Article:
Lawmakers: New Set-top Box Rules Would Promote Broadband
New rules proposed by the U.S. Federal Communications Commission aimed at jump-starting the television set-top box market would also encourage broadband adoption across the nation, with new boxes combining TV and Internet services, some lawmakers, device makers and consumer advocates said Thursday.
But some Republican members of a U.S. House of Representatives committee and DirecTV questioned a need for FCC action to promote competition to set-top boxes generally provided by video programming providers. There's already "robust" competition among video programming providers, with telecom carriers and satellite-based providers competing with traditional cable TV providers, Representative Cliff Stearns, a Florida Republican, said during a hearing of the communications subcommittee of the House Energy and Commerce Committee.
Despite an FCC proposal to set standards for a video gateway device that would allow multiple devices in a home to connect to a video programming service, many new TV sets already have broadband connectivity built in, Stearns said. Some analysts project that more than 70 million Internet-enabled TV sets will ship in 2012, he said.
"Being able to access the Internet from a television is certainly an appealing idea to many consumers," Stearns said. "As such, the market already seems to be delivering this service without any government assistance."
The FCC, in a national broadband plan released in March, set a goal of requiring all video programming providers to install gateway devices along with set-top boxes by the end of 2012. Two manufacturers control 90 percent of the set-top box market in the U.S., and efforts from the '90s to encourage set-top competition have largely failed, the plan said.
The FCC acted on the set-top recommendations quickly by moving forward on two set-top box items during its April 21 meeting. The commission voted to launch a notice of inquiry on how to encourage set-top box competition, including creating video gateway device standards. Commissioners also voted to launch a further notice of proposed rulemaking to fix problems with CableCard devices, which allow video subscribers to connect third-party devices such as TiVo boxes to video services.
Satellite video providers and some telecom-based video providers don't support CableCard devices, and installation of the devices can often take hours or multiple visits from cable technicians, said Representative Rick Boucher, a Virginia Democrat. A new generation of smart set-top boxes, that consumers could buy and use with multiple video providers, could show more U.S. consumers the benefit of broadband, Boucher and other Democrats on the subcommittee said.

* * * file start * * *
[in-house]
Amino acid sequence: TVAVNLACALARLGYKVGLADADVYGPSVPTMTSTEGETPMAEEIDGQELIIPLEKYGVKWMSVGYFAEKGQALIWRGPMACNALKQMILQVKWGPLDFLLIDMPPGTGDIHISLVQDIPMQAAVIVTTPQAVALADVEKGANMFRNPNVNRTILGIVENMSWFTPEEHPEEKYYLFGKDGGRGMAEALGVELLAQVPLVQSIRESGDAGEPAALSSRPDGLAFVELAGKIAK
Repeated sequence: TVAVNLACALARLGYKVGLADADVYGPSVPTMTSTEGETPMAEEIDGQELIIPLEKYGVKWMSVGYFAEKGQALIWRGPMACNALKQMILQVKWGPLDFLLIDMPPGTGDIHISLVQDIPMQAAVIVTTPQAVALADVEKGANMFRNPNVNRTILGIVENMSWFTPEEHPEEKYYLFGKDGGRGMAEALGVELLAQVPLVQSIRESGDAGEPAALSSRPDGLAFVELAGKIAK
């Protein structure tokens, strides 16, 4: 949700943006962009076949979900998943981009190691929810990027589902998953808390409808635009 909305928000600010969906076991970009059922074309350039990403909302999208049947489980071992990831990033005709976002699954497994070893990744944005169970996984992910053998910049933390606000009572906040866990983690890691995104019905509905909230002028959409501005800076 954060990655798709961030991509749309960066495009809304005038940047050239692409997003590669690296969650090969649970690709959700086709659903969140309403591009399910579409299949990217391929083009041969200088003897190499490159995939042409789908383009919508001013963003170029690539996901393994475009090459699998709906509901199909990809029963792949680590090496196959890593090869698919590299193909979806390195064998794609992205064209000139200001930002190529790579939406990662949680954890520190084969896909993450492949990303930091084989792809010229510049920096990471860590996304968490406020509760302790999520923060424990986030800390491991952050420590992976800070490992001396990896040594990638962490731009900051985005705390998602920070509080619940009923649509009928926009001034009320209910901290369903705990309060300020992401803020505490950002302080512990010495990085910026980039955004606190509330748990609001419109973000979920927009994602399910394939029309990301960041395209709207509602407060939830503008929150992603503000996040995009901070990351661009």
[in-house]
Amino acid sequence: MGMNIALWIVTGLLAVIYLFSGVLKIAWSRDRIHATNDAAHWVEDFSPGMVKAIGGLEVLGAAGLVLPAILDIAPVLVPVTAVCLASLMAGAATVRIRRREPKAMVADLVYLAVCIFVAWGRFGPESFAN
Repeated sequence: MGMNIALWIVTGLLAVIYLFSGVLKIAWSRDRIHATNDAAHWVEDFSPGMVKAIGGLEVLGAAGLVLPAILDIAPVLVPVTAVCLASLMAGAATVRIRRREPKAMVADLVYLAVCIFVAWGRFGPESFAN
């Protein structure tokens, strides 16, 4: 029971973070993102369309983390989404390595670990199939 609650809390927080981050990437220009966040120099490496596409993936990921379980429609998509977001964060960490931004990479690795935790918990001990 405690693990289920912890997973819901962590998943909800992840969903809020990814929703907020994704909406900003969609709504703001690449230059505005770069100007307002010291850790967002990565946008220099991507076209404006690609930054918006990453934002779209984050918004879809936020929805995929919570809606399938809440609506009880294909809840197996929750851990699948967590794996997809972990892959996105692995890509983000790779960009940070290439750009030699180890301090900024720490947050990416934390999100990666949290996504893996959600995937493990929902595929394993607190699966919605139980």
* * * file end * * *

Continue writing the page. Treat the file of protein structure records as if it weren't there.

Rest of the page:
When Congress passed the Telecommunications Act of 1996, it recognized that set-top boxes would someday enable two-way communications, added Harold Feld, legal director of Public Knowledge, a digital rights group.
"In the national broadband plan, the FCC determined that promoting competition in video devices would spur the adoption and use of broadband by making it easy for innovators to break down the wall between television and the Internet," Feld said. "Fulfilling the mandate of Congress to promote competition in video devices will help America achieve the goal of universal broadband, which has become the general-purpose communications technology of our time."
Kyle McSlarrow, president and CEO of trade group the National Cable and Telecommunications Association, pledged to work with the FCC on its set-top box competition goals. Representatives of TiVo and Sony Electronics also said they supported the FCC's initiatives.
But requiring satellite providers such as DirecTV to accept third-party set-top boxes could cause problems, said Eric Shanks, executive vice president for entertainment at DirecTV. Because of the way satellite TV providers deliver their service, the add-on features, such as weather forecasts, sports scores and 3D TV, reside on the provider's set-top boxes, Shanks said.
Cable's two-way architecture would allow cable providers to more easily accept third-party devices, he added. The FCC proposals could hurt satellite TV providers' ability to compete with cable, he said.
Third-party devices would also create a customer-service nightmare for satellite TV providers, with the providers expected to fix problems with the set-top boxes, he added.
"Allowing third parties to strip out our services ... and develop their own user interface will diminish the industry-leading customer service they expect from DirecTV," he said. "We receive 140 million customer calls a year, including a great number regarding the set-top box. Who will take these calls, and more importantly, who will solve the customers' problems?"
Representative John Shimkus, an Illinois Republican, questioned why the FCC needed to create new rules to encourage set-top box competition. Congress and the FCC should let the free market work, he said.
Instead, the FCC should focus on deploying broadband to areas that don't have it, he added.
"It is the consumers that drive demand, and business then fills demand," he said. "Every time we intervene and try to push a service on the public through government, we fail."